Turning Over A New Leaf: Sorting Out Your Finances For FallSeptember 3, 2015
When was the last time you took a good hard look at your finances? Fall is the season of change, and if your finances aren’t working for you maybe it’s time for you to shake up your routine, clean up your spending, and come up with a plan to better your bank account going forward.
Getting back to basics with your finances boils down to taking the time to understand your cash flow and establishing a financial goal. Maybe your goal is to buy a house, start investing, pay down debt, purchase your loved-one a dynamite Christmas present, or save for a mid-winter vacation. Whatever it is, the key to getting there is to be honest about your finances and to come up with a realistic plan.
1) Write it down
The first rule of finances is to understand your finances. Make a list of all the places your money is going—rent/mortgage, car payments, car insurance, home insurance, utilities, internet, clothing, coffees, lunches, investments, savings, debt payments, entertainment, etc.—and start to get a feel for what your cash flow actually looks like.
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You’re also going to want to get an idea of when your money comes in and when it goes out. Make a list of the days you expect to be paid and the days you pay your bills to get a better picture of your financial structure.
Having a realistic understanding of what your finances looks like will help you decide where to go from here.
2) Decide what you want
The next step is to decide what your financial goal is—what are you trying to achieve? Do you want to eventually have a portfolio of investments? Buy a house? Put money aside for your children in a Registered Education Savings Plan? Write down your top three goals and come up with an action plan for what you need to do to achieve these goals. Outline any obstacles and think about how you can mitigate these obstacles in the years to come.
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Think about both your short-term and long-term goals. While some may not be achievable in the next five years, it’s also important to consider what you’d like to do in the next five months. You might want to be in Florida by 50, but Mexico by February.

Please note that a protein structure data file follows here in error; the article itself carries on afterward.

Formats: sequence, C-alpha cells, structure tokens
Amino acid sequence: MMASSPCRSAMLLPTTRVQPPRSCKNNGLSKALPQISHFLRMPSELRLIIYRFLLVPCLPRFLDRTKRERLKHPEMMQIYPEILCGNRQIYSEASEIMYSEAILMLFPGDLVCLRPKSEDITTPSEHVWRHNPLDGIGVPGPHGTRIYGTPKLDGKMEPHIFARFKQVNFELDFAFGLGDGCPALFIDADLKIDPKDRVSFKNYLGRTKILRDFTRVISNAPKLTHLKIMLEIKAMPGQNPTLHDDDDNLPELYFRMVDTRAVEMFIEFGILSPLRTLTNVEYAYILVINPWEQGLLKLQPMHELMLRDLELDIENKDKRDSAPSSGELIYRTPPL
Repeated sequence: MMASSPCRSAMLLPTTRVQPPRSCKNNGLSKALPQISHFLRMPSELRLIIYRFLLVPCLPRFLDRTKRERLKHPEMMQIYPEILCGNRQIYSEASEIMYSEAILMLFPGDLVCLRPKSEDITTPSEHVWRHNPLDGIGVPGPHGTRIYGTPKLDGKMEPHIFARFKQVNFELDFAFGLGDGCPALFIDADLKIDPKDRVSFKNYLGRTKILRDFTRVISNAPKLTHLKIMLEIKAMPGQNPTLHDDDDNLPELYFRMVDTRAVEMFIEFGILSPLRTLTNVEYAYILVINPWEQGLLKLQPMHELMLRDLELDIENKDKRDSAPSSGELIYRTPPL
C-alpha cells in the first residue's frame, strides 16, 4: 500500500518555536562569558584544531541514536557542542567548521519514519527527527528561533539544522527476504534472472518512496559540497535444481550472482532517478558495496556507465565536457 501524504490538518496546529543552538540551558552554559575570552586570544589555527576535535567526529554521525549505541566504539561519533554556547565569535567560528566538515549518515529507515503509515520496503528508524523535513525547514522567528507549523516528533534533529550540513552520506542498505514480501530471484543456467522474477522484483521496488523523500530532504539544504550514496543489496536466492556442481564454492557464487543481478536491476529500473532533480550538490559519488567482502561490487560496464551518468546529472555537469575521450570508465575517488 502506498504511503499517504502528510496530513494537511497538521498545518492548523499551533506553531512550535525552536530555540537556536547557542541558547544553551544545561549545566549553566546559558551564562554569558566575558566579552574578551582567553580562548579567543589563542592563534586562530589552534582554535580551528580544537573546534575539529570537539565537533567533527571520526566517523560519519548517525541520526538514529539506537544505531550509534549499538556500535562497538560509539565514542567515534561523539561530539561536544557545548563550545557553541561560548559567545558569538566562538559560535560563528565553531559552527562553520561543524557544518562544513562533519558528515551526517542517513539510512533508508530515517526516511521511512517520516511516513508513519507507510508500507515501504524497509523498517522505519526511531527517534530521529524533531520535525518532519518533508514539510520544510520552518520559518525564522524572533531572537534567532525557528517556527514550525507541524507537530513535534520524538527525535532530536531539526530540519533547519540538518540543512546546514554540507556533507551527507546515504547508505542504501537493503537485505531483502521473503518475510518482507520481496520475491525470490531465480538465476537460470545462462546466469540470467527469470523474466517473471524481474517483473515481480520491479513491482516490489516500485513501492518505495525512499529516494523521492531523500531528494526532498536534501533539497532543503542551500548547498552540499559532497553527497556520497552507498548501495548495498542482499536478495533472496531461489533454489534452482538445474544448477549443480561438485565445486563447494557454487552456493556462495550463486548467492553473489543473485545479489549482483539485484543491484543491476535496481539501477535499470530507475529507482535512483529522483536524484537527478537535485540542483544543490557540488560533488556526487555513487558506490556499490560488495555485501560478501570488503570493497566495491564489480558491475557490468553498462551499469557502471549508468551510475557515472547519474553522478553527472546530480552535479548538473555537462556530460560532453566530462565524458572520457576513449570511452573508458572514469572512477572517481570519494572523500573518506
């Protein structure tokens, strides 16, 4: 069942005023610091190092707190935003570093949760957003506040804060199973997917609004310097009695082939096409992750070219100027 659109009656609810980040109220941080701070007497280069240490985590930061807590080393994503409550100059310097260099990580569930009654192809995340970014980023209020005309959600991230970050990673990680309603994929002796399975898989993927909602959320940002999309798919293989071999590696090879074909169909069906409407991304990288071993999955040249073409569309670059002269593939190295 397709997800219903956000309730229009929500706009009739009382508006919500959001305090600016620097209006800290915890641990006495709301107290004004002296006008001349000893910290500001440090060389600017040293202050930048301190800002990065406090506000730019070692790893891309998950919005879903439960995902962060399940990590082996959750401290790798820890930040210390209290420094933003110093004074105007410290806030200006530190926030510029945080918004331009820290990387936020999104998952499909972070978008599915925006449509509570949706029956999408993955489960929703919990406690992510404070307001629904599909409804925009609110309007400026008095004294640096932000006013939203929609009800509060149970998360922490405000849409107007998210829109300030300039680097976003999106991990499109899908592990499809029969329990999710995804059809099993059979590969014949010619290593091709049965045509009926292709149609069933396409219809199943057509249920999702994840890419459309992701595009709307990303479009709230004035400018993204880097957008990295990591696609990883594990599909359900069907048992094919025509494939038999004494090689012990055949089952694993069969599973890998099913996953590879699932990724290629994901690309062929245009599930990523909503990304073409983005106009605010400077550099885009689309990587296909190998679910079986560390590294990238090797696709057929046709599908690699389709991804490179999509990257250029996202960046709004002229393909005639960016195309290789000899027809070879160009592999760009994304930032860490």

If your financial goal does not seem possible with your current expenditures, then it’s time to get busy budgeting. Our guide to setting your life up on a budget can help you break down your finances to see which old spending habits you can swap out to reach your new financial goals. If buying a house is your goal, this article about getting your finances in order before you sign that mortgage contract will also help.
Having a solid budget is crucial to coming up with a concrete financial plan for the coming months and years. Working backwards will help you understand where you can afford to make changes to reach your goals sooner.
4) The holiday season
Even though the leaves are only starting to change colours, the holiday season will be upon us in no time. Last year, Canadians expected to spend an average of $551 on gifts, $677 on travel and $211 on entertaining, according to a poll that was conducted by the Bank of Montreal. When you’re looking at your finances, you’re going to want to factor in these numbers (or whatever your holiday spending budget is) into your expenditures. Starting your planning now will save you stress come December.
5) RRSPs & TFSAs
RRSP deadline season also looms in the distance. Taking place the first 60 days of each year, RRSP season represents the last two months Canadians have to make contributions towards their RRSPs and have it count towards the previous year’s tax return. If you plan to make extra contributions, now’s the time to start thinking about when and for how much you’d like to contribute. An extra contribution now could pay off come April when it’s time to file your taxes, as RRSP contributions generally reduce the amount of taxes owed.
TFSAs are both an alternative and an addition to the RRSP, and while it won’t give you any breaks come tax time, it can help you save up for that February break down in Mexico.
There is often a debate between which is a better savings option, but to truly maximize your financial situation it might be wise to consider both. The RRSP can help you save for retirement, while the TFSA can be used to save for larger-purchases like a trip or a down payment on a new car.
Getting your finances together may not be as easy as (pumpkin) pie, but it’s definitely something every person should do during these crisp autumn months. An organized budget and a realistic, achievable financial plan will help you take ownership of your finances and get ready for the New Year.
Of course, there is much more to financial planning. For a more detailed and long-term financial plan, you’ll also want to think about your insurance—do you have enough coverage if something were to happen to you? You may want to review your policies with your providers. You’ll want to consider investments and come up with a plan to take a more proactive approach to your retirement savings, if you haven’t already. For this you may want to set up a meeting with a financial planner, adviser or accountant who can help you determine which path is right for you.
You don’t have to wait until January to resolve to take control of your finances. Coming up with a plan now—even if it’s just for the next month, three months, or year—will set you up that much closer for financial freedom in the future.